The intruder was not found in the house. He, upon breaking the glass, triggered the alarm and ran off. But not before slicing himself up on all of the shards. He was eventually found and charged for attempted burglary and sent where misguided, drugged up, lost souls go. My mother would rest assured that her house would not be broken into, at least for a while, and that her guard dog of a daughter would protect her at the first sign of real danger. (Whatever that means to have your tiny, five-foot-tall daughter protect you.)

Marcy and Sarah about to cry

But I know it means ripping my heart out of my chest and beating a person over the head with it if someone tried to harm her.

Happy Mother’s Day, Mom!

A Reflection on All Decades of My Life Ending in Four, by Sarah Hawley

To honor the New Year of 2014, we thought a trip down memory lane from one of our employees might be fun. Take a trip with Sarah, our production manager and daughter of Marcy Hawley, the publisher, as she recalls all decades of her life ending in the number four. 2004 was the year for sports books. Orange Frazer published Joe Rounding Third and Heading for Home and Bengals Legends; the Men, the Deeds, the Consequences. I was still a starry-eyed publicist. Back then, speaking to well-known Cincinnatians like Joe Nuxhall, Greg Hoard, Isaac Curtis, Louis Breeden, and Dave Lapham made me feel that I was a little moon in their sporty solar system, mistakenly thinking that I, too, was a star and that I should have played a professional sport. (Like what? I’m only good at cleaning, saying “No” to change, and worrying.) Needless to say, that year brought a lot people into my life; some who are still my friends today, while others were meant to be a part of my tidy and neurotic universe only as supernovas.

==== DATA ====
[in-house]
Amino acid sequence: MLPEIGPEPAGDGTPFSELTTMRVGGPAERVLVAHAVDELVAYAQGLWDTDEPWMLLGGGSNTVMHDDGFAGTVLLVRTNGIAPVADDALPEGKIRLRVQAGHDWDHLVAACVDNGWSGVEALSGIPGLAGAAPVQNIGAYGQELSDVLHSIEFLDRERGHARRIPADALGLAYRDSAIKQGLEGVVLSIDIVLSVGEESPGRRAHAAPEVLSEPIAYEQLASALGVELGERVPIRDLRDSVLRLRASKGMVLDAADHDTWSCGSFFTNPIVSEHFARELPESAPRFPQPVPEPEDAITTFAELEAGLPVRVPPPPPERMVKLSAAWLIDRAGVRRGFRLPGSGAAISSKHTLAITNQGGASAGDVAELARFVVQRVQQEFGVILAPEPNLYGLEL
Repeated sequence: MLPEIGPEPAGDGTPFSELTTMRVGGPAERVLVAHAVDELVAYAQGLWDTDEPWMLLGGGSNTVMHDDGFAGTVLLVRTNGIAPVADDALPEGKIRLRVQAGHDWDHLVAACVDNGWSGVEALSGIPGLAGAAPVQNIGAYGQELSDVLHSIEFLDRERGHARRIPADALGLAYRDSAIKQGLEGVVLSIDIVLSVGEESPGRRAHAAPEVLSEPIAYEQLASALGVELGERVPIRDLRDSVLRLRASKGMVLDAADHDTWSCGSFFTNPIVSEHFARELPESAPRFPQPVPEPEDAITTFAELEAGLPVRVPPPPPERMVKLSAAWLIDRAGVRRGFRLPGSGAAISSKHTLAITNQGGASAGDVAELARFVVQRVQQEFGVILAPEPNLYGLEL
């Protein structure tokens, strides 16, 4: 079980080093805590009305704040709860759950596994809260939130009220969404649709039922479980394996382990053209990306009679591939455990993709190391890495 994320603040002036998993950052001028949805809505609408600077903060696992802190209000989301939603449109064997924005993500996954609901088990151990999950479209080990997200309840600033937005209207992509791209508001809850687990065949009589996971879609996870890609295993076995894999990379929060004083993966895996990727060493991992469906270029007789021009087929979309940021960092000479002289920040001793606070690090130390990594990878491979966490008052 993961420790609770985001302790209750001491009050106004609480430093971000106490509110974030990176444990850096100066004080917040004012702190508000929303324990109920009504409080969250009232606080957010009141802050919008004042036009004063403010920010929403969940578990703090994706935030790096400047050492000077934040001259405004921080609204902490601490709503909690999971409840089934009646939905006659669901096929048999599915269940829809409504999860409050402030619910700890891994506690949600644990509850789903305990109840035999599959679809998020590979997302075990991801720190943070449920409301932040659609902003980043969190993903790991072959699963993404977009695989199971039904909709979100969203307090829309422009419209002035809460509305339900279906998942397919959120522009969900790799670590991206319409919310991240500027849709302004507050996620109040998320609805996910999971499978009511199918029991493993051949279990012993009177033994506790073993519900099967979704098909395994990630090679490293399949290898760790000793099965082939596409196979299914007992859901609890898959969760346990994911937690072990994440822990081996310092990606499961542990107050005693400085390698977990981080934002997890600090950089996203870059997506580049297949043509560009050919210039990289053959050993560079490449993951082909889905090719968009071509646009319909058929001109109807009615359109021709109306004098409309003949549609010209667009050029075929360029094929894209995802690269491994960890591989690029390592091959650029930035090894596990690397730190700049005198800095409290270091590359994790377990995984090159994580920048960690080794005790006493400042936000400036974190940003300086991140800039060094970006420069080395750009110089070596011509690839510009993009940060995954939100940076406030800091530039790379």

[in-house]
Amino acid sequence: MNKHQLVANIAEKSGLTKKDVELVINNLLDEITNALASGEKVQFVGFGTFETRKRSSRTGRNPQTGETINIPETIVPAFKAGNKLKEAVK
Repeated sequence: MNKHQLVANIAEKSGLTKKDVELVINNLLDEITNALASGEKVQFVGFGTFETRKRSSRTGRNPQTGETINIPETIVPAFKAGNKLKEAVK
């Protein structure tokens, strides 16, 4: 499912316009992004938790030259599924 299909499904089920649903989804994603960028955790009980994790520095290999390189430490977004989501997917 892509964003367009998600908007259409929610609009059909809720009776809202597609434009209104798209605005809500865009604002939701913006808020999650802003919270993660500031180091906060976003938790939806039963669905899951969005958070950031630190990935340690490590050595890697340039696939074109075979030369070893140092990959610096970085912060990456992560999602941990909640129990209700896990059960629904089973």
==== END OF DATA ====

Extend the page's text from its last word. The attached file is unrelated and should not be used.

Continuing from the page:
In 1994, I was graduating from college, moving into a house in Hyde Park, Ohio, with friends, and suffering from a vicious case of mono. I think “College Grad with Mono” is a story worth telling that is really not worth telling.

Me, circa 1994

Orange Frazer was still a dream in 1984. Marcy, the publisher, was writing for Ohio Magazine and under the tutelage of then Ohio Magazine editor, John Baskin. Marcy was now making enough money from writing that she could afford more things for the family and add to my father’s income. In one summer (My sister Margaret and I refer to it as “The Super Summer of 1984”) my mother purchased mauve wall-to-wall carpeting for the TV room, ordered HBO, purchased a microwave oven and new kitchen countertops. My sister and I thought, “Our parents have been lying to us. We are the descendants of Austrian Royalty and our inheritance just kicked in.” We watched everything on HBO even if it was rated R, staying up late into the hours previously reserved for nightmares or sickness. We microwaved marshmallows, sandwiches, SpaghettiOs, eggs, candy, and probably our brain cells as we watched the food boil and swell and cook magically by the aid of electromagnetic radiation. Our beds were now our sleeping bags and pillows spread all over the carpet. We absorbed its mauve color, sponginess, and new smell through all of our senses. Margaret and I slept downstairs the entire summer, ensuring maximum enjoyment and usage of these purchases. The kitchen and the living room became our magic kingdom. Who needed Mickey Mouse? (We thought he was creepy, anyway.) Our dad let us watch Fast Times at Ridgemont High and Porky’s.

In 1974, I was two and only remember falling down my grandmother’s basement steps along with a wicker baby-doll carriage full of Fisher-Price people. The cement floor at the bottom was my first conscious experience that life can be hard, painful, and cold. My mother, clad in white cut off jean shorts and a blue tee-shirt, picked me up and cradled a painful situation away. Falling down those stairs could explain why I don’t like basements or the cold, but maybe it is really from a college experience, once again, not worth mentioning.